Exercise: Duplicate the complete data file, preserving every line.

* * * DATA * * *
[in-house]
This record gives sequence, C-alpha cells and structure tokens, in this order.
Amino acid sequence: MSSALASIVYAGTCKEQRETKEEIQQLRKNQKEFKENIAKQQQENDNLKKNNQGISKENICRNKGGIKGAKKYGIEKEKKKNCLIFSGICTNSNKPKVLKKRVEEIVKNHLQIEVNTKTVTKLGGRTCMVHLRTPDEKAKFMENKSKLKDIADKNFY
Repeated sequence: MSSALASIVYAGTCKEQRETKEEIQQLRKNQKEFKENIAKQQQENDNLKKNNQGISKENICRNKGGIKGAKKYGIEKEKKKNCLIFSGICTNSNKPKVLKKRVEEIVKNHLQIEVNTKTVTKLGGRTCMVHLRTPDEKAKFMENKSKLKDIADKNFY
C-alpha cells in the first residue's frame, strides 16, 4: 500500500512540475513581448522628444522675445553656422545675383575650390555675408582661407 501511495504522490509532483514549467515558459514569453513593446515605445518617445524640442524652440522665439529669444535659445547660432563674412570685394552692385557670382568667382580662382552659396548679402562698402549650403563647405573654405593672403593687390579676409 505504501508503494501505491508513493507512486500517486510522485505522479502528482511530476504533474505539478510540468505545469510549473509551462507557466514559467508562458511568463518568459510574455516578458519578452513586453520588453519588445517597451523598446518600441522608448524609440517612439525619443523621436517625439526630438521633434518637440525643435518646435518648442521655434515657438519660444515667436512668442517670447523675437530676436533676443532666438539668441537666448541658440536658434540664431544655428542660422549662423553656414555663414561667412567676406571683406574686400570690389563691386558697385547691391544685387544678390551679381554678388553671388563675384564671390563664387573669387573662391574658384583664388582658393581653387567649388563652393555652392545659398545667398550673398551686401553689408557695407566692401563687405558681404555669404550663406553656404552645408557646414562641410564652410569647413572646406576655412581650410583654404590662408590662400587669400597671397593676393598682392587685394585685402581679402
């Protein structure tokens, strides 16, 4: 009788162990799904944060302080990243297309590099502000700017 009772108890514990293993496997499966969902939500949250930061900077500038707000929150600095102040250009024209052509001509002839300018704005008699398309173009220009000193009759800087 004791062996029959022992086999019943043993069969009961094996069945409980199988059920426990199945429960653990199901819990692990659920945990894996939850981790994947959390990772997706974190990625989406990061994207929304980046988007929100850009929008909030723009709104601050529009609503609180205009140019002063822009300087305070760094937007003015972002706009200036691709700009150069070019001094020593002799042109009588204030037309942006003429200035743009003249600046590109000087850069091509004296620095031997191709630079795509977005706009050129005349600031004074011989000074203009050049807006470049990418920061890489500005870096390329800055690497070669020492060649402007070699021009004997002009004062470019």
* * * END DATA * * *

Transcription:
[in-house]
This record gives sequence, C-alpha cells and structure tokens, in this order.
Amino acid sequence: MSSALASIVYAGTCKEQRETKEEIQQLRKNQKEFKENIAKQQQENDNLKKNNQGISKENICRNKGGIKGAKKYGIEKEKKKNCLIFSGICTNSNKPKVLKKRVEEIVKNHLQIEVNTKTVTKLGGRTCMVHLRTPDEKAKFMENKSKLKDIADKNFY
Repeated sequence: MSSALASIVYAGTCKEQRETKEEIQQLRKNQKEFKENIAKQQQENDNLKKNNQGISKENICRNKGGIKGAKKYGIEKEKKKNCLIFSGICTNSNKPKVLKKRVEEIVKNHLQIEVNTKTVTKLGGRTCMVHLRTPDEKAKFMENKSKLKDIADKNFY
C-alpha cells in the first residue's frame, strides 16, 4: 500500500512540475513581448522628444522675445553656422545675383575650390555675408582661407 501511495504522490509532483514549467515558459514569453513593446515605445518617445524640442524652440522665439529669444535659445547660432563674412570685394552692385557670382568667382580662382552659396548679402562698402549650403563647405573654405593672403593687390579676409 505504501508503494501505491508513493507512486500517486510522485505522479502528482511530476504533474505539478510540468505545469510549473509551462507557466514559467508562458511568463518568459510574455516578458519578452513586453520588453519588445517597451523598446518600441522608448524609440517612439525619443523621436517625439526630438521633434518637440525643435518646435518648442521655434515657438519660444515667436512668442517670447523675437530676436533676443532666438539668441537666448541658440536658434540664431544655428542660422549662423553656414555663414561667412567676406571683406574686400570690389563691386558697385547691391544685387544678390551679381554678388553671388563675384564671390563664387573669387573662391574658384583664388582658393581653387567649388563652393555652392545659398545667398550673398551686401553689408557695407566692401563687405558681404555669404550663406553656404552645408557646414562641410564652410569647413572646406576655412581650410583654404590662408590662400587669400597671397593676393598682392587685394585685402581679402
């Protein structure tokens, strides 16, 4: 009788162990799904944060302080990243297309590099502000700017 009772108890514990293993496997499966969902939500949250930061900077500038707000929150600095102040250009024209052509001509002839300018704005008699398309173009220009000193009759800087 004791062996029959022992086999019943043993069969009961094996069945409980199988059920426990199945429960653990199901819990692990659920945990894996939850981790994947959390990772997706974190990625989406990061994207929304980046988007929100850009929008909030723009709104601050529009609503609180205009140019002063822009300087305070760094937007003015972002706009200036691709700009150069070019001094020593002799042109009588204030037309942006003429200035743009003249600046590109000087850069091509004296620095031997191709630079795509977005706009050129005349600031004074011989000074203009050049807006470049990418920061890489500005870096390329800055690497070669020492060649402007070699021009004997002009004062470019």